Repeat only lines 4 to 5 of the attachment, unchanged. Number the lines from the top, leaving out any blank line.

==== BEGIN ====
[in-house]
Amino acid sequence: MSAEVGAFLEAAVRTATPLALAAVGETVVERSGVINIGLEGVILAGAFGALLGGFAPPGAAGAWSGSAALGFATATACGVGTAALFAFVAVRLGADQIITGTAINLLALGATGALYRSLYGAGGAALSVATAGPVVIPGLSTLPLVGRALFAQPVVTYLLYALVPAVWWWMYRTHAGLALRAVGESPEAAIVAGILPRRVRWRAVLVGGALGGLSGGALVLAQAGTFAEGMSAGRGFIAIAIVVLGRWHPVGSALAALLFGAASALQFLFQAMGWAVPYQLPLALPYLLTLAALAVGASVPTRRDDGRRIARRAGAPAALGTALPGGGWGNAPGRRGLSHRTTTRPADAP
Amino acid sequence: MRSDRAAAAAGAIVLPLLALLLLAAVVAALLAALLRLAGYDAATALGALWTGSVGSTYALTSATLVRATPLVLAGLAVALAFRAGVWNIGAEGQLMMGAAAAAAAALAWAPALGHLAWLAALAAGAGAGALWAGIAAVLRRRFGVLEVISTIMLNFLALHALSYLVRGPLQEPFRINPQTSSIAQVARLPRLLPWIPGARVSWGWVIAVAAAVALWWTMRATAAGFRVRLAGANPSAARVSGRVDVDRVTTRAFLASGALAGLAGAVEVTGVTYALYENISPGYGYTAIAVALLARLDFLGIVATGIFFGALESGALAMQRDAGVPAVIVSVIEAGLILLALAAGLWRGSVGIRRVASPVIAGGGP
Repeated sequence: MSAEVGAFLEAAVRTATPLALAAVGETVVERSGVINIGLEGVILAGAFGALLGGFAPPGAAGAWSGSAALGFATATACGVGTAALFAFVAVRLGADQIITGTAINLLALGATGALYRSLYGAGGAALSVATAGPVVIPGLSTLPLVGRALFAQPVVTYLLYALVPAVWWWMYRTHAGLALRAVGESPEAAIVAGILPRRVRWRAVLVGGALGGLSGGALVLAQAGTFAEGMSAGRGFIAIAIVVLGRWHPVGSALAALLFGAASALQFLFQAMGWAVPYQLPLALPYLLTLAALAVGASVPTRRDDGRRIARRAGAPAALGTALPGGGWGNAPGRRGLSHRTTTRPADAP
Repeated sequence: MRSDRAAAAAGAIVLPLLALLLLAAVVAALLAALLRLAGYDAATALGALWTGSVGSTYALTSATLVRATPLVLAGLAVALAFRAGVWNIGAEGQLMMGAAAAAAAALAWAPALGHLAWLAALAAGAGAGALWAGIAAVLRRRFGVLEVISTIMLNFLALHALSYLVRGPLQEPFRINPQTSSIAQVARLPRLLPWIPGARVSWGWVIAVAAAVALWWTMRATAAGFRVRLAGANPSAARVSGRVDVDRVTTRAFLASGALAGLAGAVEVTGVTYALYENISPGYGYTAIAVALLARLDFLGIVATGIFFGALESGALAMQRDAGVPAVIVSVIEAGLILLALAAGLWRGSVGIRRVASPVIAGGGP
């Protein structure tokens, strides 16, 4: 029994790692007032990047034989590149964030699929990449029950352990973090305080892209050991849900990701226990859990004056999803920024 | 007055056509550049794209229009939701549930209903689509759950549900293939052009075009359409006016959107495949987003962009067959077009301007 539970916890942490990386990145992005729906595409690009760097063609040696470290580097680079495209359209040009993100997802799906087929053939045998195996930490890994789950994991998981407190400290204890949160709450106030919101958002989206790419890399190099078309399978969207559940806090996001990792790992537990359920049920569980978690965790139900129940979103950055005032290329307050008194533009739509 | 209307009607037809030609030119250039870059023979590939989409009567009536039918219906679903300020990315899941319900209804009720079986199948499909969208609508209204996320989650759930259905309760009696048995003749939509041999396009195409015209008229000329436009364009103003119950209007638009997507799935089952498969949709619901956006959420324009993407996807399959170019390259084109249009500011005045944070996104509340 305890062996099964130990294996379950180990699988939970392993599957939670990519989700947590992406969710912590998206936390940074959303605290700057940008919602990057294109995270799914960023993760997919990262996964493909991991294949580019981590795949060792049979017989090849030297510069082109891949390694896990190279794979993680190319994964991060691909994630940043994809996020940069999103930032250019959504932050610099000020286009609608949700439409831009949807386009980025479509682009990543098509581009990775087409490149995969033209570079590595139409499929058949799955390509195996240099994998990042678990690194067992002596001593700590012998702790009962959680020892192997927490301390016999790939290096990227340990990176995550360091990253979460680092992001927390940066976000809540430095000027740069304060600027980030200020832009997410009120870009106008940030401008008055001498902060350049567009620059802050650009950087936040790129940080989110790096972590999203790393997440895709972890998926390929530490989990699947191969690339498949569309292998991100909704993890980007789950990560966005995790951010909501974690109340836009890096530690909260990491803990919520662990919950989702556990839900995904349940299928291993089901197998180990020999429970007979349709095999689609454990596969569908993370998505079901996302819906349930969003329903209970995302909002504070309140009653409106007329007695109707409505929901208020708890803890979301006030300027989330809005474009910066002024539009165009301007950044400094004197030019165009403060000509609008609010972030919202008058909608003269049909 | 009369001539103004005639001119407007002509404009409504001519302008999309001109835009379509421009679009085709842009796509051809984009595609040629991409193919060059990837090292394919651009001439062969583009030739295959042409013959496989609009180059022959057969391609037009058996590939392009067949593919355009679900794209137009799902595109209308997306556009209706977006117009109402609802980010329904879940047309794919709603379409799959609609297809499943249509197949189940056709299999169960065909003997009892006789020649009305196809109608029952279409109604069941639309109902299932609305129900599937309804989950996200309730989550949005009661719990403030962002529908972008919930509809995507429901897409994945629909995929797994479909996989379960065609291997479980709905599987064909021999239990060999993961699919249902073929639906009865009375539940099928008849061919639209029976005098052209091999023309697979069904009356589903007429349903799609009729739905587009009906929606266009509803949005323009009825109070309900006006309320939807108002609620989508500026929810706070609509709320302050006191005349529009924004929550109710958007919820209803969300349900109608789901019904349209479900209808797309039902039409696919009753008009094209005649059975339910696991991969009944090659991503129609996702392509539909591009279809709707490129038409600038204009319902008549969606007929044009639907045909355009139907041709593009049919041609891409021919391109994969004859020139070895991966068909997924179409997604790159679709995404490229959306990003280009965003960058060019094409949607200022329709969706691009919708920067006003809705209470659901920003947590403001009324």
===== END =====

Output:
Repeated sequence: MSAEVGAFLEAAVRTATPLALAAVGETVVERSGVINIGLEGVILAGAFGALLGGFAPPGAAGAWSGSAALGFATATACGVGTAALFAFVAVRLGADQIITGTAINLLALGATGALYRSLYGAGGAALSVATAGPVVIPGLSTLPLVGRALFAQPVVTYLLYALVPAVWWWMYRTHAGLALRAVGESPEAAIVAGILPRRVRWRAVLVGGALGGLSGGALVLAQAGTFAEGMSAGRGFIAIAIVVLGRWHPVGSALAALLFGAASALQFLFQAMGWAVPYQLPLALPYLLTLAALAVGASVPTRRDDGRRIARRAGAPAALGTALPGGGWGNAPGRRGLSHRTTTRPADAP
Repeated sequence: MRSDRAAAAAGAIVLPLLALLLLAAVVAALLAALLRLAGYDAATALGALWTGSVGSTYALTSATLVRATPLVLAGLAVALAFRAGVWNIGAEGQLMMGAAAAAAAALAWAPALGHLAWLAALAAGAGAGALWAGIAAVLRRRFGVLEVISTIMLNFLALHALSYLVRGPLQEPFRINPQTSSIAQVARLPRLLPWIPGARVSWGWVIAVAAAVALWWTMRATAAGFRVRLAGANPSAARVSGRVDVDRVTTRAFLASGALAGLAGAVEVTGVTYALYENISPGYGYTAIAVALLARLDFLGIVATGIFFGALESGALAMQRDAGVPAVIVSVIEAGLILLALAAGLWRGSVGIRRVASPVIAGGGP